Dima was also super-nice, hilarious, and very helpful. I've realized just how great it is making a Russian friend because they can help translate everything! :) Plus they are also generally just really interesting people. Dima had spent a few semesters in the States, studying, both in Boston and Myrtle Beach, and his English was fantastic. We had a lot of fun hanging out with the three of them, and then when Hannah and Basile (a teacher from Boston at Language Link) arrived, the seven of us stayed together, stretching and talking and getting ready for the race. Registration was really simple, and then it was just a matter of waiting until the race started at 7:30. At one point the guys were all sitting on the ground, and Sarah went to join them. "Have you heard the Russian superstition?" Dima asked us as she sat on the concrete. It turns out that Russians fervently believe that if a girl sits on cold concrete, she will be unfertile. Sarah shrugged and laughed. "Well, I think we're done at one!" she said, but then noticed that the three of us - Hannah, Rhea, and I - all stayed standing. "Is that why you guys won't sit down?" she asked, and we all laughed but remained standing...just in case!

The stage getting set up for the concert after the run

Keeping the peace...haha, yeah right

Our race bibs!

Yes! Finally got a picture with a militsiya guy! He was totally humouring me though...

At the start line...getting nervous!!

What we saw behind this point we were getting a little scared about being crushed when the race started. It turns out there were OVER 12,000 runners participating!!

And we're off!

Running along the Moskva River, towards Park Kultury

The Moskva River again

Success!! Post-run high

The run was awesome - nice and easy 5k, flat roads, and there were so many spectators lined up along the river and over top the bridges cheering us on!! The build-up to the race was so intense: there were so many people and when the clock started counting down, everyone just started yelling in Russian - "Chetirii, tri, dva, ras!" Four, three, two, one! The enthusiasm and intensity of the crowd was just so incredible and infectious. It felt like we were extras in a scene from Braveheart or something! All that was needed was for someone to scream, "Freeeeeedom!" as we raced under a bridge. Someone did, in fact, yell "Run, Forest, run!" which I thought was pretty freakin' awesome. It seemed the run was over in no time, although it did take me 27:35 to finish...not my fastest time, but for me it was much more about the experience than completing it in a certain time. Afterwards, we all met up and just hung out and listened to the concert for a bit, although none of us had really heard of the bands playing (Sophie Ellis Baxtor, Cheese People, some Russian band...) Then we made our way back to the metro and parted ways. All in all, it was probably the best day I've had in Russia so far and something I will never forget!!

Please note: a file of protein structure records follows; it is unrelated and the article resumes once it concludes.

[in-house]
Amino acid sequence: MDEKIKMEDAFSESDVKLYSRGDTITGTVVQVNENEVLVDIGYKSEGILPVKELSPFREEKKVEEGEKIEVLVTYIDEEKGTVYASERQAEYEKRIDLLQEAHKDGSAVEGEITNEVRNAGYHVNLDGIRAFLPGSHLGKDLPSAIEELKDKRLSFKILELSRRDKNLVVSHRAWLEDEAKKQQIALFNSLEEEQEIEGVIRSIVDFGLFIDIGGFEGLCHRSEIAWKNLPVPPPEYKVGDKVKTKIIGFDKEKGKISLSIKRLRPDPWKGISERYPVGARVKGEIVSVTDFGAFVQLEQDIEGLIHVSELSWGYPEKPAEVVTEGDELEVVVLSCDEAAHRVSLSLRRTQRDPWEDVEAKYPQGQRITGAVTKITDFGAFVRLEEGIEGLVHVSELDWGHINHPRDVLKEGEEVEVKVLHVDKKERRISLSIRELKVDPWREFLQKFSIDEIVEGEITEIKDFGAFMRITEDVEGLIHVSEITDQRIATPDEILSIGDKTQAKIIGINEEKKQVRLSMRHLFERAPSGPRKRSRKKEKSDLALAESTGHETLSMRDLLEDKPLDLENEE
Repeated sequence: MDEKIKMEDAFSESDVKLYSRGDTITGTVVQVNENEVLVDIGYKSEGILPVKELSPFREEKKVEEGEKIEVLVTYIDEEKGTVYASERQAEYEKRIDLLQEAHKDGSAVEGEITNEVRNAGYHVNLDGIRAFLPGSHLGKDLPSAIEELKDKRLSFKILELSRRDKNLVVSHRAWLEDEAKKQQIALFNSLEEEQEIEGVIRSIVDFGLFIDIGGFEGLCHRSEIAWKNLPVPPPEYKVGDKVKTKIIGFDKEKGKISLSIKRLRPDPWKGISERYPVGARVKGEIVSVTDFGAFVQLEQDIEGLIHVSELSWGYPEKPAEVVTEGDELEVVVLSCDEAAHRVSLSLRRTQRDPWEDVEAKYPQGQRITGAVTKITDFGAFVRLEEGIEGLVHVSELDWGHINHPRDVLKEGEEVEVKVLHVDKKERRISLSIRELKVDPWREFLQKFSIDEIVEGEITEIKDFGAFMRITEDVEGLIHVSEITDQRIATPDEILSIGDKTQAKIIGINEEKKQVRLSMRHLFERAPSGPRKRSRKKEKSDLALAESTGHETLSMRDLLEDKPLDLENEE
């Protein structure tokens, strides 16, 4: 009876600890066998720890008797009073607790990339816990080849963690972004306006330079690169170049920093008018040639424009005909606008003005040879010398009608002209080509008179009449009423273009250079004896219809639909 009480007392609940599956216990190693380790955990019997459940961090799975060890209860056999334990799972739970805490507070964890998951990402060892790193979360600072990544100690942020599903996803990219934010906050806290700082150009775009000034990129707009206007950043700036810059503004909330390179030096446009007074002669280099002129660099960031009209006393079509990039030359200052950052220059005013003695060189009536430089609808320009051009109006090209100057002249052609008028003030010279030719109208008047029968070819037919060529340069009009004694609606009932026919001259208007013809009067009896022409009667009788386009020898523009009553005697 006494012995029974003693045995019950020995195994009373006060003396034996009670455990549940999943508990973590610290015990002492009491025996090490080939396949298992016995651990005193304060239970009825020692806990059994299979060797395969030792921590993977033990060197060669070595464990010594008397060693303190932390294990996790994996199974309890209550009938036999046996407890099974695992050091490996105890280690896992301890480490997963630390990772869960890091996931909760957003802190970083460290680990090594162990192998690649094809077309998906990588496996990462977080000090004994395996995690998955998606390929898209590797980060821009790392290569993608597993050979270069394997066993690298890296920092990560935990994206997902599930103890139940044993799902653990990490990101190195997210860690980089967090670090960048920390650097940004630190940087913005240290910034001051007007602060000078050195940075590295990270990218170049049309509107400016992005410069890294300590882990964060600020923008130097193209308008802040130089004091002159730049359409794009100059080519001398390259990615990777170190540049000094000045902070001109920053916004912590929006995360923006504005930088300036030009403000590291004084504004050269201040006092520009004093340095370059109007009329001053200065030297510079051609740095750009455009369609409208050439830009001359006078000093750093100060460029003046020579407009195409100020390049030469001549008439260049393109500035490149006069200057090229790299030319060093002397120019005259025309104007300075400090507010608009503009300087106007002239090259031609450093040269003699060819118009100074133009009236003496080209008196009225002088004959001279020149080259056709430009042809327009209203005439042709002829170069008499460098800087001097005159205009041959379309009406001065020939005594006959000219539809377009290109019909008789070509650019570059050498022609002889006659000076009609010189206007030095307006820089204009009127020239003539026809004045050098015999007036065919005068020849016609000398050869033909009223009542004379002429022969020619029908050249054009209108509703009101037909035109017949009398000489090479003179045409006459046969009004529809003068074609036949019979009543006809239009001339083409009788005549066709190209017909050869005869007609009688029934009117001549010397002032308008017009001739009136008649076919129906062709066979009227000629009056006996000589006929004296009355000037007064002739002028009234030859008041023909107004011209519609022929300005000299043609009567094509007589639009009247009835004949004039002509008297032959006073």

St. Basil's by night

Hannah, Rhea and I

GUM all lit up for the night...walking home

*More pics are on my facebook page!


  1. Awesome! What an experience! And what a very small world we live in. You haven't run in to anyone from Cambridge yet, have you? How about Bright's Grove or Port Elgin? Hopefully I will get to see St. Basil's. I have a feeling that the pictures don't do it justice. I guess you have Rhea to thank for the pictures? Imagine going to your dream country and not bringing your camera charger! I will send soon. Love you so much.

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  3. The run sounds amazing! I hope to join the 10K Club shortly.

  4. Hi, I found your blog through another Russian teacher's blog. I am a fellow Canadian too! I'm looking to go there myself on the same program, LL's internship.

    Do you have an e-mail I can write you to ask some questions? Thanks.

  5. Hi Stephen - ooh another Canadian!! We need more of us here :) Feel free to ask any questions you want, this is one of the reasons why I started up a blog. My email is

    And Mum, nope, haven't run into anybody from back home (yet!) but Nate (from Owen Sound and lived briefly in Cambridge) is coming back to Russia soon!

  6. what a wicked memory Katie! I loved your descriptions of how everyone was cheering you on...especially "Run Forrest Run" hahaha that's great.